The ARCUS Project office, public activity rooms, exhibition spaces and artist studios are in a converted elementary school. The artist-in-residency program is typically three to four months per year, held between August and December. Three to five artists are chosen every year, both Japanese and nonJApanese, but the competition is fierce. For the 2008 program, they received 350 applicants. Four artists were chosen from Taiwan, the U.K., France and the Netherlands. The generous compensation is a big reason why the program is so popular. Artists are awarded 200,000 yen per month (100,000 yen for living expenses and 100,000 yen for project fees). ARCUS Project arranges rooms in Moriya City where the artists can stay. The application deadline for the 2009 program is March 31. (http://www.arcus-project.com/en/)
The Akiyoshidai International Art Village (AIAV) offers a quiet meditative environment with comfortable sleek facilities designed by the famed architect Arata Isozaki. Tucked within a mountainous region next to a national park famous for its limestone landscape, AIAV is located in Yamaguchi Prefecture at the southern tip of Honshu. It's half way between the cities of Fukuoka and Hiroshima, about 30-minutes each way by bullet train. Constructed in 1998, with the support of the prefecture and local governments, AIAV is generously equipped for a variety of art activities including music, fine arts, dance and drama. Artists can participate in three ways: 1) "Residence Support" (artists-in-residence) program; offered once-a-year to three artists for a three month period between January and March. Competition however is stiff. For the 2008 program AIAV received 185 applications. The three artists chosen were from South Africa, Slovenia and a Korean-American living in the U.S. For the 2009 program the artists are from Thailand (filmmaker), Japan (installation artist) and an American living in Manchester, U.K. (documentary filmmaker.) Age is apparently not an issue although they focus on emerging artists. AIAV pays all individual travel expenses, plus 230,000 yen per session for art production costs and a 2,800 yen daily allowance for the 72-day program. The residential houses are separate but near the main building with 7 studios and 3 seminar rooms (which can also be used as studio space.) 2) "Resident Fellow;" typically artists arrange their own grant that covers their production costs and living expenses. AIAV offers free accommodation and studio space as well as curatorial staff support. Artists are invited throughout the year for a maximum one-month stay. In 2008, there have been 10 artists participating in this option. 3) "Rental;" it's possible to rent a studio (from 2,000 yen/hour) or seminar room (from 300 yen/hour). For accommodation in the shared houses, individual rooms cost 3,000/night for one person. (HYPERLINK "http://www.aiav.jp/"www.aiav.jp/)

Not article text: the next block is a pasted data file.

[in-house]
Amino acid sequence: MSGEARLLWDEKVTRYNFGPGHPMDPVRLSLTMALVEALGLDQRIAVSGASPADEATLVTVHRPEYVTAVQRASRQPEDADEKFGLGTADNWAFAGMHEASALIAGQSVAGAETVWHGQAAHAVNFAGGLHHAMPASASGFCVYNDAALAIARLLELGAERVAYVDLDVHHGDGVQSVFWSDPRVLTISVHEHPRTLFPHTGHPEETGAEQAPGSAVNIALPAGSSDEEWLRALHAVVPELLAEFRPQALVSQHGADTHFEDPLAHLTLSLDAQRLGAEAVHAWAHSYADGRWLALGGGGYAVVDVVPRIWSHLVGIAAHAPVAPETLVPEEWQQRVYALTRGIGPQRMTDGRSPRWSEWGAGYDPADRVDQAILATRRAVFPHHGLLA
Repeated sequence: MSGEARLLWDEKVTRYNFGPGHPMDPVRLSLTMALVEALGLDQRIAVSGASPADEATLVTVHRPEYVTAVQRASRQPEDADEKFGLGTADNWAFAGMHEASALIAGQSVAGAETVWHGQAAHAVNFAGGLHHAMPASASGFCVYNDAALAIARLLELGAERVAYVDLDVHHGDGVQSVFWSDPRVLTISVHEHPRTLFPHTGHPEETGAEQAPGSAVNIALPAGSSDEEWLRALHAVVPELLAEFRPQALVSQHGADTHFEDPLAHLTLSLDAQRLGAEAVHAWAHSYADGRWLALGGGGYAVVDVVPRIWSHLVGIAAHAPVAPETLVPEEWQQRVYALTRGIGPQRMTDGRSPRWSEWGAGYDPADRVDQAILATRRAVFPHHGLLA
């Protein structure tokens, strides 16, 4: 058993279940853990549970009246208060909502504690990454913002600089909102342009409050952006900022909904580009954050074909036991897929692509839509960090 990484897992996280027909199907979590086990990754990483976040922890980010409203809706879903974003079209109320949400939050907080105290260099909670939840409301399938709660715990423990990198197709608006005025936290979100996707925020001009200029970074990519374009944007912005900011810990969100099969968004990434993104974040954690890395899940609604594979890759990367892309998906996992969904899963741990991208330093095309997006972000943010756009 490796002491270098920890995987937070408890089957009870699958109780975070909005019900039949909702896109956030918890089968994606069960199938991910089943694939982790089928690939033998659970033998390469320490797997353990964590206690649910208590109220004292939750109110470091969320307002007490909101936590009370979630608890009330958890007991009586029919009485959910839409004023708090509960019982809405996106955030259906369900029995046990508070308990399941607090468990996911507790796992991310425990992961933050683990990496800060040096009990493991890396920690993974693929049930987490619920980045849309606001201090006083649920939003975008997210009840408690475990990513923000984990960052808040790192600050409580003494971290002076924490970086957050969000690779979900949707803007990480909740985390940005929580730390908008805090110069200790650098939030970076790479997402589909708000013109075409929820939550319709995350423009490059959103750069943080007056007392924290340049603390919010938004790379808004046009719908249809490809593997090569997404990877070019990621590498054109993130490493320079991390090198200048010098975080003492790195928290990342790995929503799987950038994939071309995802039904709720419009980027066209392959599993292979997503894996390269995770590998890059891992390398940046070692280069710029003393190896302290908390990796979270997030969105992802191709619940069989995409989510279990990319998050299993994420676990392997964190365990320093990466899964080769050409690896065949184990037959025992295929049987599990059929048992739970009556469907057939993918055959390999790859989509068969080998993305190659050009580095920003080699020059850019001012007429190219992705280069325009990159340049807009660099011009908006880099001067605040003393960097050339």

Tokyo Wonder Site (TWS)
COSMOS Aoyama SOUTH 3F
5-53-67 Jingumae, Shibuya-ku
Tokyo 150-0001 Japan
Ms. Reina ASHIBE
Arts Commission Yokohama
ZAIM-Main Building 1F
34 Nihon Odori, Naka-ku, Yokohama
Kanagawa 231-0021 Japan
URL: (English) www.yaf.or.jp/artscommission/english.html
URL: (Japanese) www.yaf.or.jp/artscommission/main.html
ACY Coordinator: Eisuke SUGIZAKI
EMAIL: HYPERLINK "mailto:firstname.lastname@example.org"email@example.com
BankART 1926 Yokohama
6-50-1 Honcho, Naka-ku, Yokohama-shi, Kanagawa-ken 231-8315
TEL : +81-(0)45-663-2812
FAX : +81-(0)45-663-2813
EMAIL: HYPERLINK "mailto:firstname.lastname@example.org"email@example.com
Directors: Mr. Osamu IKEDA / Mr. MIZOHATA
PR/Press: Tamaki HOSOBUCHI
BankART Studio NYK
3-9 Kaigandori, Naka-ku, Yokohama-shi, Kanagawa-ken 231-0002
TEL : +81-(0)45-663-4677
34 Nihon Odori, Naka-ku, Yokohama
Kanagawa 231-0021 Japan
EMAIL: HYPERLINK "mailto:firstname.lastname@example.org"zaim＠yaf.or.jp
Director: Ms. Jyunko FUKUTOMI
EMAIL: HYPERLINK "mailto:email@example.com"firstname.lastname@example.org
2-165-203 Hinode-cho, Naka-ku
Ms. Nao OBIYA
Akiyoshidai International Art Village
50 Akiyoshi, Shuoho-cho
Yamaguchi, 754 0511
TEL: +81 837 63 0020
FAX: +81 837 63 0021
EMAIL: HYPERLINK "mailto:email@example.com"firstname.lastname@example.org
URL HYPERLINK "http://www.aiav.jp/"www.aiav.jp/
2418 Itatoi, Moriya
Ibaraki 302-0101 Japan
TEL/FAX: +81 297 46 2600
Manager: Machiko KURODA